Looking to Grow a Vegetable Garden? Get Your Soil Checked First!

Part of the beauty of owning your own home is the amount of space you get to cultivate. Owning your own home on a small piece of land offers you the freedom to explore new interests. Do you want to grow your own organic fruits and veggies? You can, right in your back yard! Or front yard, it doesn’t matter; it’s your house. Well, it should be said that it doesn’t matter in theory, unless you belong to a Homeowners Association (HOA).

Before donning your gardening gloves and wide-brimmed hat to plant next season’s produce, you might want to check out your soil’s lead levels. Here’s why:

Lead can be hazardous to your health

Leading with the obvious, lead is poisonous at elevated levels. Though lead “occurs naturally in soils, typically at concentrations that range from 10 to 50 mg/kg…[the] widespread use of leaded paint before the mid-1970s and leaded gasoline before the mid-1980s, as well as contamination from various industrial source…[soils have] lead concentrations much greater than normal background levels,” according to Penn State Extension.

Elevated lead levels can lead to severe health risks. Symptoms can include:

  • Headaches
  • Miscarriage
  • Muscle Pain
  • Abdominal Pain

The above are only a few symptoms of many, and symptoms vary based on age. The Mayo Clinic shares that children can suffer seizures, developmental delays and learning difficulties, with newborns reported to have slower growth rates. Eating plants grown from soil with high lead levels could cause irrevocable damage to you and your family.

What Can You Do to Alleviate High Lead Levels?

The first thing you’ll need to do is determine the lead levels in your yard. Taking a small shovel or spade, Garden Collage Magazine tells homeowners to small soil samples from various areas in your yard, between at least 6 and 12. Put the soil (don’t mix it!) into separate bags. Be sure to remove all rocks, pebbles, twigs, etc. After organizing and sealing your bags, send them to a local testing site. Do not plant anything until you receive the results.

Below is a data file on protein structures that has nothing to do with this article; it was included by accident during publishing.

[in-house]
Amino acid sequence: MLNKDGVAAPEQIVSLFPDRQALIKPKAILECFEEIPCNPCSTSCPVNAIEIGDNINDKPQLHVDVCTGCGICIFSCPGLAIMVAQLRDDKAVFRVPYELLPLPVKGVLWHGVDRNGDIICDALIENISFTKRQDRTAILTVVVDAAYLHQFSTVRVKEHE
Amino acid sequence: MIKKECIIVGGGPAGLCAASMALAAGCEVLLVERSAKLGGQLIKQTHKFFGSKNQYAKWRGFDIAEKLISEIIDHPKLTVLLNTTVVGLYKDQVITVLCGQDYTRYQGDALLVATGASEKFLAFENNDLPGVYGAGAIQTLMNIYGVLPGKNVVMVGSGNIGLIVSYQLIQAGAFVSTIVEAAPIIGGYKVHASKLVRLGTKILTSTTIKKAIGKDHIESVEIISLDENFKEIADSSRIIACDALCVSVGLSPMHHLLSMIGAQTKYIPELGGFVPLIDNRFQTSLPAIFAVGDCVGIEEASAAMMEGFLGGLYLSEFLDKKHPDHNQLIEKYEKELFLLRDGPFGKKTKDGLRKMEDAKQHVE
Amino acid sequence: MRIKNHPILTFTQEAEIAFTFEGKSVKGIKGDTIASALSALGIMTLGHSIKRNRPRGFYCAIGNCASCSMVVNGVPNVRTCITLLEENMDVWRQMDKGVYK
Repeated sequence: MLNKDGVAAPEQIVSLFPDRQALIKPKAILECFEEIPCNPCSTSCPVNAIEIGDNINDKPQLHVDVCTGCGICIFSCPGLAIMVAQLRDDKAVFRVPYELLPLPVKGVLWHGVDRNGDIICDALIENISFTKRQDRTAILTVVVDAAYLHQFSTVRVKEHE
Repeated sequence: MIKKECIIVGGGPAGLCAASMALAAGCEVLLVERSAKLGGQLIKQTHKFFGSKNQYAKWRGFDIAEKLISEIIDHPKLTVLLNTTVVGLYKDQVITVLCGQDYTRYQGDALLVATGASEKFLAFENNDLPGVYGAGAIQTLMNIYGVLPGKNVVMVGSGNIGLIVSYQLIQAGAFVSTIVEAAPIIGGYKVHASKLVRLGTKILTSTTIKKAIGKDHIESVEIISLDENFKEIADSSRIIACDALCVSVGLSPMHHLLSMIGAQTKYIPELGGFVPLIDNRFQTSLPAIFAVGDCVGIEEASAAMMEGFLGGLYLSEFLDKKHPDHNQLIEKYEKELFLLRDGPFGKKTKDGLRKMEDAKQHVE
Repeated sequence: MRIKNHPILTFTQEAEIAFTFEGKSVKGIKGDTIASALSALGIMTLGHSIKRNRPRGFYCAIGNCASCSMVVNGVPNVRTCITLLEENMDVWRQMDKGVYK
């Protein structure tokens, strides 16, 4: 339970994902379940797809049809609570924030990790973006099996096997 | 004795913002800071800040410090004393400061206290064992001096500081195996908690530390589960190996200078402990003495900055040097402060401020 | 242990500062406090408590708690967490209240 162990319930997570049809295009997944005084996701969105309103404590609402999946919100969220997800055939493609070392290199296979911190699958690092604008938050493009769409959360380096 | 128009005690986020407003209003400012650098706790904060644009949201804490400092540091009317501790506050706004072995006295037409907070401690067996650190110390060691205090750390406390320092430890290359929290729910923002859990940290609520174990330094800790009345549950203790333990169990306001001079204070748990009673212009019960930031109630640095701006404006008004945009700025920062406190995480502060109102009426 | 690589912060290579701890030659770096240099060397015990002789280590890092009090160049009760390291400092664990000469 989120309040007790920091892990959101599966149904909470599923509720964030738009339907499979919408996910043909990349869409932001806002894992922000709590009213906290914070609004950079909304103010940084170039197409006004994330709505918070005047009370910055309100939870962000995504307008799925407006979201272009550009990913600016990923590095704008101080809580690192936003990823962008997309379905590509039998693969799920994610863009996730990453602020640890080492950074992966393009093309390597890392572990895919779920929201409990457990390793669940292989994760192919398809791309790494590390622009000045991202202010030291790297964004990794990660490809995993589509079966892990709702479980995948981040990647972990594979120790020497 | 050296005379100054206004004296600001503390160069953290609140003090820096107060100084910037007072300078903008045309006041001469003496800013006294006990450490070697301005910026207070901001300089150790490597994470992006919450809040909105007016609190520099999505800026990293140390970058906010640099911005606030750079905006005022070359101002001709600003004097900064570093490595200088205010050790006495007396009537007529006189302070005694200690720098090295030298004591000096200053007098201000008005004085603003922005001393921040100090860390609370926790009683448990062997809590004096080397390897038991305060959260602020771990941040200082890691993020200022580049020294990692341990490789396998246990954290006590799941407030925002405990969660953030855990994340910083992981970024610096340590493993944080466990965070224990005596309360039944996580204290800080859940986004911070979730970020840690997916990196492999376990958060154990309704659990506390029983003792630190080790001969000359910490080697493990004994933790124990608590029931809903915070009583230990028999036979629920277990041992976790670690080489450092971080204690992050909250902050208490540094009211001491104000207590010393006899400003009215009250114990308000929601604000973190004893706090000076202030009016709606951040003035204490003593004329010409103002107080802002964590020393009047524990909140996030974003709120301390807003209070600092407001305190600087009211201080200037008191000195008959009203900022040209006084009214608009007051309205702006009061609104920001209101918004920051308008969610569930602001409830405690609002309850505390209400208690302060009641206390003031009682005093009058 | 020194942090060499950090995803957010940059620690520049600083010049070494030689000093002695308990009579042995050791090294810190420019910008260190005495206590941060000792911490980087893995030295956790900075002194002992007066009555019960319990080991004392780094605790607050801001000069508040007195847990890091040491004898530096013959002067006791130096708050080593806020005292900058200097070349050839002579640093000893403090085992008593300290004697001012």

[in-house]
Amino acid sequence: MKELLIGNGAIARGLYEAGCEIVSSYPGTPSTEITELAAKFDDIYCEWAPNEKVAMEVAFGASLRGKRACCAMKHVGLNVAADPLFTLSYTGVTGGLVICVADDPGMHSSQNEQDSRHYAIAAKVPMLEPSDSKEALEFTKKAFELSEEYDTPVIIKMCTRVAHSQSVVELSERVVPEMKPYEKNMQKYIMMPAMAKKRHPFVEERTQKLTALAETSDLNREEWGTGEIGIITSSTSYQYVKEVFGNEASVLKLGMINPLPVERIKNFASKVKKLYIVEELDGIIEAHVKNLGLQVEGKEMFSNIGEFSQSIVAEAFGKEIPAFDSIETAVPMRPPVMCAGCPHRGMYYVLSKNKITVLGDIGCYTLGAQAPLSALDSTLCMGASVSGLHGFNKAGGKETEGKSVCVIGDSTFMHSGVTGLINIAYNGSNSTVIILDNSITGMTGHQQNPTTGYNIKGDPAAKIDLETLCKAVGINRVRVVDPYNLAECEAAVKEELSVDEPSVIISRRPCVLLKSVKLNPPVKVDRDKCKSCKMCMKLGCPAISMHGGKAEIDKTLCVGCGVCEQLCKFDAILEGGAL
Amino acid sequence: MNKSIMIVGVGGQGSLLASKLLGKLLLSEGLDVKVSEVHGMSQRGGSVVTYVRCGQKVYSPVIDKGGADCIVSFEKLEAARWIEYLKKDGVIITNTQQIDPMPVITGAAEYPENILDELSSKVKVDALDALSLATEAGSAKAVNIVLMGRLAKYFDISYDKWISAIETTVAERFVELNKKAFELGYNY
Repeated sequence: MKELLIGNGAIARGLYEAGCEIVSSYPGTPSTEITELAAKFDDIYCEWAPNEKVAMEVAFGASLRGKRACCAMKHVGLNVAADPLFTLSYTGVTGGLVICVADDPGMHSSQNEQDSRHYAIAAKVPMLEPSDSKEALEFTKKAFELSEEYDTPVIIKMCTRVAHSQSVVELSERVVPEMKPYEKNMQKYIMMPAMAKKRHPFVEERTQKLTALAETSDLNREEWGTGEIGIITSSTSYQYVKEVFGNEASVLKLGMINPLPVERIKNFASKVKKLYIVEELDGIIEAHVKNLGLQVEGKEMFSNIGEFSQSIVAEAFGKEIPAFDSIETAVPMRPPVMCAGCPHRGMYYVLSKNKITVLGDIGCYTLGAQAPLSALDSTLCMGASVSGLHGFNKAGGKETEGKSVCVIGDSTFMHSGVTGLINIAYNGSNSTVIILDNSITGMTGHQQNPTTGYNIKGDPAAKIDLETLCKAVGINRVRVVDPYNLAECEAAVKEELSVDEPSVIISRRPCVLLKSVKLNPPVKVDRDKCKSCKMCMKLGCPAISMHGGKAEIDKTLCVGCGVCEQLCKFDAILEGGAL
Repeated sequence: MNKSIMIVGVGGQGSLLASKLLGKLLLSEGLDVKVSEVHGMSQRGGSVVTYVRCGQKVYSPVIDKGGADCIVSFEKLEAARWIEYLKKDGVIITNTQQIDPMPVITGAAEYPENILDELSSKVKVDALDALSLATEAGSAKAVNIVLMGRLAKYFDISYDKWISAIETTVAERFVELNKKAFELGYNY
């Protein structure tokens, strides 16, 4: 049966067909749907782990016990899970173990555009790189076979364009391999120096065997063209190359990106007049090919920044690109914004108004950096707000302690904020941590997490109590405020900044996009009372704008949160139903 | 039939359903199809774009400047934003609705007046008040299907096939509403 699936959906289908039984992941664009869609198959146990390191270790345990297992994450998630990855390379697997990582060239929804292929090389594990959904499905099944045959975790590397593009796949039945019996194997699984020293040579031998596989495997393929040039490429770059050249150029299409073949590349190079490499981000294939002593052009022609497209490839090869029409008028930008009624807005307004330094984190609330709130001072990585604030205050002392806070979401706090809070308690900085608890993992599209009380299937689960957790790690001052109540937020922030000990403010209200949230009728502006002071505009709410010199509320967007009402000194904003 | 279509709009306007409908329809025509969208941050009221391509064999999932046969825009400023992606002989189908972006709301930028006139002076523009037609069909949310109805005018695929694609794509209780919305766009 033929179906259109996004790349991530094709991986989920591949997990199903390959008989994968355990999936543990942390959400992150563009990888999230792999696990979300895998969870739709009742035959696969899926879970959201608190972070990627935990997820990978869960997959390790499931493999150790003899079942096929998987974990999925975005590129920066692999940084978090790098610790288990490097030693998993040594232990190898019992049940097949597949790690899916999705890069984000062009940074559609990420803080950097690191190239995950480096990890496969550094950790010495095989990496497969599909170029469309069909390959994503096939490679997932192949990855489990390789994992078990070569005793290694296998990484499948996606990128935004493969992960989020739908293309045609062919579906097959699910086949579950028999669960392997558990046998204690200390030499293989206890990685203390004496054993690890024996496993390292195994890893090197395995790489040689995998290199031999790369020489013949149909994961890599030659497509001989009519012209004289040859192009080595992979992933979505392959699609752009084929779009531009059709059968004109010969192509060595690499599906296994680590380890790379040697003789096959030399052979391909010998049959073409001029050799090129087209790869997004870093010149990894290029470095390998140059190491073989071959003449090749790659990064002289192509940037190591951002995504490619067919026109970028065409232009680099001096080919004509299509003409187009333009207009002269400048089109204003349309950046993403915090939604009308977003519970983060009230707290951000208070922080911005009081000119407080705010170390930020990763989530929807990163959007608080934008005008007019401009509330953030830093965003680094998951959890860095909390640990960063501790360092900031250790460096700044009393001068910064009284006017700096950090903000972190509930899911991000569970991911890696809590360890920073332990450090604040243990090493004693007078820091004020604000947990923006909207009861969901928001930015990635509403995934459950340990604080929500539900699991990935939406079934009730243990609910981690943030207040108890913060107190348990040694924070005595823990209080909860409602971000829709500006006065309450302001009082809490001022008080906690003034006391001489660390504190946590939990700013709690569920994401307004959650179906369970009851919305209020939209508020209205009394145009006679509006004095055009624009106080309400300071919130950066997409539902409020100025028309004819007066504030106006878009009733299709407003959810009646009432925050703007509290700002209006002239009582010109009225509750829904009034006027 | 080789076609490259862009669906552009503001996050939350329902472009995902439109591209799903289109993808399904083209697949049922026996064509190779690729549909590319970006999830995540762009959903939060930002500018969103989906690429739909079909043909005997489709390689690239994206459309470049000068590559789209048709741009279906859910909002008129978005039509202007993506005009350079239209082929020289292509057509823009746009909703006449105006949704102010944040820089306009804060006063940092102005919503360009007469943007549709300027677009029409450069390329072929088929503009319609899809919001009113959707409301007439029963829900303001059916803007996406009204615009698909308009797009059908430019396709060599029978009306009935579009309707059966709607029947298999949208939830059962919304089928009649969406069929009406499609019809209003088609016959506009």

If it’s determined the lead levels in your soil are high, don’t fret—you can lower the lead levels over time. The University of Minnesota Extension tells green-thumbed homeowners they can decrease their lead levels in the following three ways:

  1. “Immobilize the lead by raising soil pH and adding organic matter followed by planting sod.” 2. “[Mix] or [cover] the high lead soil with clean (low lead) soil.”
  2. “Eliminate the lead by physically removing the soil.”

How Does This Affect Homeowners Insurance Rates?

Unfortunately, homeowners’ insurance does not offer general coverage on elevated lead levels in soil. But here’s something: RealtyTimes shares that you can get homeowners’ insurance to cover the damages brought by elevated lead levels if the lead levels were contributed by a third party.

If a buried oil tank or leaded paint is found to be the culprit behind the toxicity levels of your property’s soil and it has contaminated the groundwater, homeowners’ insurance will cover the costs of the damage. Just keep in mind that you will need to make sure this type of coverage is written into your homeowners’ insurance policy.

If your current homeowners’ insurance agent won’t work with you to get the extra coverage, it’s time to stare comparing homeowners’ insurance quotes online with sites like CoverHound. CoverHound and insurance quote sites like them help match you with reputable (and affordable) insurance companies that will protect you and your home when confronted by a large problem like lead toxicity.

Enjoy the fruits of your labor without worrying about lead levels or pricey homeowners’ insurance. Get your soil tested, now.

A Minimalist Solution for Having Your Garden Now?

Testing your soil may be a good advice if you live in an old industrial area or near a place that may have been infected with lead. However, there are many solutions to a bad soil for vegetables and fruits!

Raised Garden

A raised garden simply is a garden made in a large lifted box. That box can be bought at your local garden center or you can make it at home! My in-laws made a very nice one with pallet wood. There are plenty of YouTube videos on how to make them.

You can literally design it as you want, but the principle is that you don’t need your home soil to make it. You simply buy garden soil to fill it up.

Pots or Vertical Garden

Another way to use good garden soil and still grow your own vegetables and fruits at home is to use pots! This is a particularly good idea for those with small backyard space. Small pots are the best for herbs and very small plants, while you can use bigger ones for your tomatoes and other high plants.

One last advantage of these two methods is that your garden will be harder to reach for small animals! Better keep your hard work for yourself, don’t you?!

 

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